Oracle Plays Catch-Up With New 'In-Memory' Database Technology

Oracle CEO Larry Ellison talked up the release of Oracle's new in-memory database technology Sunday night in his opening keynote of Oracle OpenWorld in San Francisco, but was oddly non-confrontational when it came to trash-talking the biggest potential competitor in this space, SAP.

In-memory databases—such as SAP's rival HANA database appliance—use memory instead of disks for data storage. That means that they perform very well in high-volume environments where response time is critical, since access times and database requests are typically much faster.

The in-memory option for Oracle's 12C database was one of the highlights of Ellison's keynote. The CEO promised it would deliver a hundredfold improvement in analytic query speed and double throughput speeds for transaction processing. Ellison characterized this as "ungodly" performance.

Ellison claimed the feature can simultaneously handle transaction data as a row-store database while storing analytic queries as a column-store database. This dual-format setup supposedly offers speed advantages above and beyond the normal boost you would expect by keeping data in a system's memory rather than accessing it from a disk drive.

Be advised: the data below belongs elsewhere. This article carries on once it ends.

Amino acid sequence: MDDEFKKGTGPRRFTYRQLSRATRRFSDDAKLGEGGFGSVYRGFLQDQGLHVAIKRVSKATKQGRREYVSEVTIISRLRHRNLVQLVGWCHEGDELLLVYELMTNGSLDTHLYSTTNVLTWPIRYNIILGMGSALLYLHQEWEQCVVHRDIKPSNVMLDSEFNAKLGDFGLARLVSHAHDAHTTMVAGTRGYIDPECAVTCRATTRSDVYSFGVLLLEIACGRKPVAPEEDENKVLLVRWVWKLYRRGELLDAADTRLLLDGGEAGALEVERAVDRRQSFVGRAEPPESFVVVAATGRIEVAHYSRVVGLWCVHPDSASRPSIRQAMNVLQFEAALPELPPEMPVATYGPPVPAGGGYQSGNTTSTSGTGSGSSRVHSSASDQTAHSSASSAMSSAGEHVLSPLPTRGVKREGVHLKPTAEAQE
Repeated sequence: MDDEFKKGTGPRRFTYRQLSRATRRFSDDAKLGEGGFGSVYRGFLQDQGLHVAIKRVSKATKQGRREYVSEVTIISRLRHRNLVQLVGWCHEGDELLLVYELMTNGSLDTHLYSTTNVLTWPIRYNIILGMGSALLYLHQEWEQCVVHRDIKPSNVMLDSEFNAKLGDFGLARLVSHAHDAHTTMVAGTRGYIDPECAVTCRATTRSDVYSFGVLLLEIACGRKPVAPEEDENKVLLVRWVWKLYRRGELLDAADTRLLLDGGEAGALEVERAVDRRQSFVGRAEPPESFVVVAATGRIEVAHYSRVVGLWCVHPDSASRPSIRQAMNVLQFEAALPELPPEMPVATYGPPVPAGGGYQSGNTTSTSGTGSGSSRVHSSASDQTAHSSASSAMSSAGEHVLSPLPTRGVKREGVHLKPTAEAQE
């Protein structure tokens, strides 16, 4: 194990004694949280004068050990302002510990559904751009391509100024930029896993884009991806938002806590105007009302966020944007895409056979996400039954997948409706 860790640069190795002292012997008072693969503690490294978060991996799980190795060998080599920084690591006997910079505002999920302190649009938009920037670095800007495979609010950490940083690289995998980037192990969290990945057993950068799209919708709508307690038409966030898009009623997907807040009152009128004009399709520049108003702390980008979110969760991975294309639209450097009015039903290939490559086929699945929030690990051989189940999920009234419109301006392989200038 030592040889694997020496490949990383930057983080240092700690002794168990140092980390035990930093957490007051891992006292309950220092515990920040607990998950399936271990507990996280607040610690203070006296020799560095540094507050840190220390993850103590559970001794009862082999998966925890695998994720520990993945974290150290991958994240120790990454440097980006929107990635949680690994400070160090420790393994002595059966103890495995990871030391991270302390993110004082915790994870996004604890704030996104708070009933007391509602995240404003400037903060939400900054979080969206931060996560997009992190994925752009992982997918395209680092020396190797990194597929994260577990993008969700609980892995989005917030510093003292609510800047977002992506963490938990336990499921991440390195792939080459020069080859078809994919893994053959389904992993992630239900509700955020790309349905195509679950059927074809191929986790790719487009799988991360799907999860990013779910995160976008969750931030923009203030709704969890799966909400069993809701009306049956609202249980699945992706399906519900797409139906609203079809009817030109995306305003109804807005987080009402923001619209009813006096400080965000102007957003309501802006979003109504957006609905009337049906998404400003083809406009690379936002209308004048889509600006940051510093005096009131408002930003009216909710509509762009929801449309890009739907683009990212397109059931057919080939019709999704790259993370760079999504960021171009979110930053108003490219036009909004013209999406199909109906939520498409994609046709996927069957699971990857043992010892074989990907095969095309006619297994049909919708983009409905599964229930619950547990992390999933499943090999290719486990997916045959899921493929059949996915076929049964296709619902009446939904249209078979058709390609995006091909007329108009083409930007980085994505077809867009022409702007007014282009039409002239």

To bolster Ellison's point, a demo of the in-memory system queried seven billion rows of data in a single second, as opposed to five million rows per second in a disk-based database system.

Not only is in-memory an option for 12C databases, but it is also the heart of Oracle's new Big Memory Machines, the SPARC M6-32 and Oracle Supercluster M6-32. According to a press statement from Oracle, "SPARC M6-32 servers with up to 32 terabytes of memory and up to 384 processor cores can run entire applications and databases in-memory to deliver unprecedented performance. Oracle SuperCluster M6-32… integrates SPARC M6-32 servers with Exadata Storage Servers optimized for Oracle Database performance."

Oracle Plays In-Memory Catch-Up

Oracle needs to make a big splash in this space, since SAP's HANA in-memory system has already garnered a lot of attention in the enterprise space of late, and IBM and Microsoft are working on their own in-memory solutions right now, too.

That may have been why Ellison was more subdued than usual. He didn't call out SAP HANA explicitly, presumably because doing so would give attention to a database appliance that has been giving Oracle a run for its money. Some additional Exadata sales wouldn't hurt, either, because it is not at all clear the product line is benefiting from all the product placement in the Marvel blockbusters.